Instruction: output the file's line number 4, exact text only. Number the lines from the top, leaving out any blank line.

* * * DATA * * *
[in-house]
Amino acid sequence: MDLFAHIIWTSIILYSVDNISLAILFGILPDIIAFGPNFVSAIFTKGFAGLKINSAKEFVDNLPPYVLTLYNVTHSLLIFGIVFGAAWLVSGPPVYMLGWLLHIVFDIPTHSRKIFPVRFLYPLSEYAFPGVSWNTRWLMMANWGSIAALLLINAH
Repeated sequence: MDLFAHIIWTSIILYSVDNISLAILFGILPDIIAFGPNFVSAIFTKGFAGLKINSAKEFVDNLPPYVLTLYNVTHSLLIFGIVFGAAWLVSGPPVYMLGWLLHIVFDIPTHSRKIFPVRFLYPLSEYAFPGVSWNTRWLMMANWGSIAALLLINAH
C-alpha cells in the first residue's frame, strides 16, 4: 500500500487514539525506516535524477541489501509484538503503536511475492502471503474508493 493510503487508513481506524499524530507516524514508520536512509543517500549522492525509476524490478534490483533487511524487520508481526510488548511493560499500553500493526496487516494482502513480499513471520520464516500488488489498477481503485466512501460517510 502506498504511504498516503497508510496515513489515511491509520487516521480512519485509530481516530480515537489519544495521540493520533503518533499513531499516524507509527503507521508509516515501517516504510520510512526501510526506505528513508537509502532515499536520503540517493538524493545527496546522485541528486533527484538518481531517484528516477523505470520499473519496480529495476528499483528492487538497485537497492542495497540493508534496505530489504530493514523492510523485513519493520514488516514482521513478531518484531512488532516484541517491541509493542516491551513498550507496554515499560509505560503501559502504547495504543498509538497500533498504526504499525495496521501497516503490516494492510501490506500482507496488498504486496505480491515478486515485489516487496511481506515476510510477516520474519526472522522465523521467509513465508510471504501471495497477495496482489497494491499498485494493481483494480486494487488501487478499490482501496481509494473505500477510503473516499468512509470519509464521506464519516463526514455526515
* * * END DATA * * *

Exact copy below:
C-alpha cells in the first residue's frame, strides 16, 4: 500500500487514539525506516535524477541489501509484538503503536511475492502471503474508493 493510503487508513481506524499524530507516524514508520536512509543517500549522492525509476524490478534490483533487511524487520508481526510488548511493560499500553500493526496487516494482502513480499513471520520464516500488488489498477481503485466512501460517510 502506498504511504498516503497508510496515513489515511491509520487516521480512519485509530481516530480515537489519544495521540493520533503518533499513531499516524507509527503507521508509516515501517516504510520510512526501510526506505528513508537509502532515499536520503540517493538524493545527496546522485541528486533527484538518481531517484528516477523505470520499473519496480529495476528499483528492487538497485537497492542495497540493508534496505530489504530493514523492510523485513519493520514488516514482521513478531518484531512488532516484541517491541509493542516491551513498550507496554515499560509505560503501559502504547495504543498509538497500533498504526504499525495496521501497516503490516494492510501490506500482507496488498504486496505480491515478486515485489516487496511481506515476510510477516520474519526472522522465523521467509513465508510471504501471495497477495496482489497494491499498485494493481483494480486494487488501487478499490482501496481509494473505500477510503473516499468512509470519509464521506464519516463526514455526515